Sunday, October 19, 2014

The Strain, Season 1: Review

The Strain's first season concluded with more of whimper than a bang, but it consistently delivered geeky thrills, wormy gross outs, and the potential of an ensemble that harkens back to the early days of Buffy the Vampire Slayer – BUT it hasn't quite found its voice. The tone is all over the place from scary, to comic booky, to family drama, to thrill ride with big dumb guy. It's not as serious like The Walking Dead which makes it more lite entertainment, but often comes across as slightly silly when it should be scary. It doesn't help that the main villain is called "The Master", and looks like the goofy Bat Child from the National Inquirer mixed with Jabba the Hutt (see below).


The story revolves around an ancient vampire-like race that has been plotting a take over the world (cue: evil cackle) by disabling the internet! Without dependable communications, information about the abnormal humanoids attacking New York spreads much slower, and the masses (and those in authority) don't believe the hysteria furthering the spread of the "virus". It was hard to believe that the events of the entire first season took place over a week. I'm not sure if I expected more chaos, more contagion, or more action but it pushed the plausibility until the last few episodes when the full plan of evil sort of becomes more apparent. The series did fall into repetitive patterns (leave safety, fight against incredible odds, someone dies, retreat, repeat). Not that you really care who dies. Character development was not as strong as it could be considering that we have to invest in this ragtag ensemble but there's potential in the cast. And there is potential in this series, which kept me tuning in week after week.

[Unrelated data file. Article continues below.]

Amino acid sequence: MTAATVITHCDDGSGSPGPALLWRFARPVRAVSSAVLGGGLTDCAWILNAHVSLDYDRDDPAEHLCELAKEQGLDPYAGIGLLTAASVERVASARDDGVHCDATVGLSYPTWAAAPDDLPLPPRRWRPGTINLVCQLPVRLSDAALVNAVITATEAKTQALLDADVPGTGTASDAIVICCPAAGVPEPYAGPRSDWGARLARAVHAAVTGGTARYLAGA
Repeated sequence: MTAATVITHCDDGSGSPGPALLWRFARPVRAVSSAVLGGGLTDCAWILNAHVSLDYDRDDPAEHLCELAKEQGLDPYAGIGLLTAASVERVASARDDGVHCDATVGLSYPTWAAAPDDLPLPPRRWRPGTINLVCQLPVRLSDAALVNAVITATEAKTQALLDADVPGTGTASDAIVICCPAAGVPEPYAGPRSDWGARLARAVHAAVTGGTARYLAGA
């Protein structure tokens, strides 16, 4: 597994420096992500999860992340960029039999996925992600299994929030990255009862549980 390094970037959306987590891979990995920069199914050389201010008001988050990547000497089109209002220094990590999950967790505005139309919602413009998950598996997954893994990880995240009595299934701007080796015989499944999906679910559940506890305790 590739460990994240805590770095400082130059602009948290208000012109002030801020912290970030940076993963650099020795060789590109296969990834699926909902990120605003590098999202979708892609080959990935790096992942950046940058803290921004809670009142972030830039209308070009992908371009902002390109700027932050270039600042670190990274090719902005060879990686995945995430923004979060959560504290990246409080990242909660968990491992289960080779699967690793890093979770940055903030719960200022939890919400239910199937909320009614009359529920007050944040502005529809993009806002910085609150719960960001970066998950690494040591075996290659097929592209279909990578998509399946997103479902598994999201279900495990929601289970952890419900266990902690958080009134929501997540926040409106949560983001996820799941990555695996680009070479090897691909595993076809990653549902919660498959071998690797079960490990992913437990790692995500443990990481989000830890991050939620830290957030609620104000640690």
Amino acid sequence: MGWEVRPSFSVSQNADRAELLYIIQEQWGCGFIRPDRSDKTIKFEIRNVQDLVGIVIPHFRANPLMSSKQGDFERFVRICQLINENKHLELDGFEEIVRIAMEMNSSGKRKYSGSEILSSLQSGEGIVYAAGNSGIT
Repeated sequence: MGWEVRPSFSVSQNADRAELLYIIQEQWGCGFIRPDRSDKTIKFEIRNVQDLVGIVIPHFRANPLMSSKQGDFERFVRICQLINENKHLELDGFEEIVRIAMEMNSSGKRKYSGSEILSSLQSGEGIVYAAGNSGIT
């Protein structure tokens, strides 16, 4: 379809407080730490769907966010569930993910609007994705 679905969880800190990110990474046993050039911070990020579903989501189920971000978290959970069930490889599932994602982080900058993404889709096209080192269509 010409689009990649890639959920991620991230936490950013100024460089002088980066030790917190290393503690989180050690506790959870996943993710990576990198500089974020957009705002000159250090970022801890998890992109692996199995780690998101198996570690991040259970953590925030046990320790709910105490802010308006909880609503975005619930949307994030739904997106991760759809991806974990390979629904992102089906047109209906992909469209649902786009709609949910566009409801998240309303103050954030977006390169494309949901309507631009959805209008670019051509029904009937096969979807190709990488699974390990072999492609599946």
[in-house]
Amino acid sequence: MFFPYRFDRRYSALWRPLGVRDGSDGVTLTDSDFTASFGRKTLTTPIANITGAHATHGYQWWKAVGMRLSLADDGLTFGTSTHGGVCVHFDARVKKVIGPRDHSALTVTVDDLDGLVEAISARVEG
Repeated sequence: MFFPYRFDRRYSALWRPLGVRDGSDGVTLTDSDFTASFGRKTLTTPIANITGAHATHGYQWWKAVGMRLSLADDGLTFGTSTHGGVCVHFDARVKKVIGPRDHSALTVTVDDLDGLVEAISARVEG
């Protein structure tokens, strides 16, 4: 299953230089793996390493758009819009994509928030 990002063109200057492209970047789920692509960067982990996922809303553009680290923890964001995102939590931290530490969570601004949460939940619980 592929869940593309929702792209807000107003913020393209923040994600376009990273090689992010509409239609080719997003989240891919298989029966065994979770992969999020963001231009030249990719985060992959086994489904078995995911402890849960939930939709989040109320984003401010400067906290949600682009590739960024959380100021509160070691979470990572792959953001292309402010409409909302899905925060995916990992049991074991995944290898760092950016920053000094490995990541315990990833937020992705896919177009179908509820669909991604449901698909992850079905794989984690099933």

For those seeking a non-stop, original, fully thought out series, you might be disappointed. For those who can take a series that's above SyFy standards but not on par with current genre offerings, it may be an interesting and entertaining diversion. Let's hope Season 2 moves beyond all the exposition and into a more meaty story with fully realized characters and an actual plan of action. 




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